The phrase “the sign of Jonah” was used by Jesus in the Gospels as a typological metaphor for His death, burial, and resurrection. The gospel of Matthew makes it clearer; Matthew says: “For as Jonah spent three days and three nights in the belly of the fish, so the Son of Man will be, three days and three nights in the heart of the earth” (Mt. 12:40). As we know, the season of Lent is a period in which we journey with Christ in His temptations and His fast, contemplating His sorrowful passion on the way to Calvary and death on the cross in order to celebrate with utmost joy the Easter festival. Hence, it would not be out of place to say that the season of Lent and Easter reflect the sentiment of the sign of Jonah. And since “the Holy Eucharist is the memorial of the Passion, death and resurrection of Christ” (cf. CCC 1330), therefore, Christ happens to be telling us that no other sign would be given to us apart from Holy Eucharist, the Sacrament of His Body and Blood, in this Penitential Period.
This Penitential Period offers us the opportunity to repent and turn to God, just as the Ninevites did when they heard the preaching of Jonah. As the First reading (cf. Jonah 3:1-10) puts it: “Forty days more and Nineveh shall be destroyed!” Nineveh was the ancient capital of the Assyrian empire. This city was used by Assyrian kings as their primary location to rule their territories. Around 631 B.C., the Assyrians dominated many kingdoms that were located in the Middle Eastern region of the world. In fact, they were the political enemies of the Israelites at that time in history, for they also attacked and dealt with the Israelites. They worshipped false gods; put differently, they were pagans. However, when they heard the preaching of Jonah, together with their king, they believed God, proclaimed a fast and all of them, great and small, put on sackcloth and ashes. Little wonder in today’s Gospel Reading (cf. Luke 11:29-32), Christ used this pagan territory who repented immediately they heard Jonah to criticize the Israelites of his time, who believed they were God’s chosen people; instead of repenting, they looked for a sign.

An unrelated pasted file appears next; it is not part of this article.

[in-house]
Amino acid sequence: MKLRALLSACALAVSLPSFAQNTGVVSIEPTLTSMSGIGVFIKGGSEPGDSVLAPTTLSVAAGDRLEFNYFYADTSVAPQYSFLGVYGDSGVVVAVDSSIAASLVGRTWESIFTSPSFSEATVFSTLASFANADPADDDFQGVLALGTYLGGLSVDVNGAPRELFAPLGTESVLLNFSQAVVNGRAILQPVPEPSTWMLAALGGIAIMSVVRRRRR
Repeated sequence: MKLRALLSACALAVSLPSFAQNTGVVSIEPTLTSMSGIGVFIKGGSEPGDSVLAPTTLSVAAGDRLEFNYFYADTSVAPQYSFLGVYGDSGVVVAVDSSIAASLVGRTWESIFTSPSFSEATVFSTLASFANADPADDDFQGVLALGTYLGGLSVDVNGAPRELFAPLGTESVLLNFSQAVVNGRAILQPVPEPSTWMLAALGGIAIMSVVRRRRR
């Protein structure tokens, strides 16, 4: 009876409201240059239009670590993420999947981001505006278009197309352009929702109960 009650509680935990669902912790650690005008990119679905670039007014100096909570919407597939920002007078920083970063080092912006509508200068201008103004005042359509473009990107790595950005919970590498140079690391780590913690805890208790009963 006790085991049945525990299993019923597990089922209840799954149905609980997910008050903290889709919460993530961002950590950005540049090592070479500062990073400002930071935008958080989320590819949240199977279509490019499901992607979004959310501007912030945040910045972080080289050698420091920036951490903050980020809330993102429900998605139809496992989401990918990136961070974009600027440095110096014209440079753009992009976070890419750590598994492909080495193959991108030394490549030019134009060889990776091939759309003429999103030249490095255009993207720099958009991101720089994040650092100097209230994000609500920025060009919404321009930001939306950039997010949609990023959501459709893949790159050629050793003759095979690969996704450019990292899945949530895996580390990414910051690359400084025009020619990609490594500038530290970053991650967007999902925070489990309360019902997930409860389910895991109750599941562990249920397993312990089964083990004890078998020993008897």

Apparently, we live in an age of signs and wonders. It appears that the number of miracles achieved by a “man of God” equates his number of followers. The sign of Jonah is a serious lesson for us all today. Do we go about looking for signs and wonders, paying little attention to the Holy Eucharist, the source and summit of our Christian life? Do we utilize this season for repentance or do we take it for granted? If we go after signs and wonders and do not utilize this period of forty days for repentance, on the judgement day, the non-Catholics who would make heaven but did not have the opportunity we have now, would probably stand and criticize us, for they made use of the little opportunity they had and gained salvation; whereas, we who had the basic opportunity misused it.
Therefore, the ashes we received last week on Ash Wednesday should enable us to understand the true meaning of repentance in this Lenten period of prayer, fasting, and almsgiving, just as the Ninevites did, and praying with today’s Psalmist (cf. Psalm 50(51):3-4,12-13,18-19) “Have mercy on me, God, in your kindness. In your compassion blot out my offence. O wash me more and more from my guilt and cleanse me from my sin…”
May the good Lord continually fill us with his grace this period and grant us the strength to persevere in our Lenten resolution, through Christ our Lord. Amen.
© Fr. Chinaka Justin Mbaeri, OSJ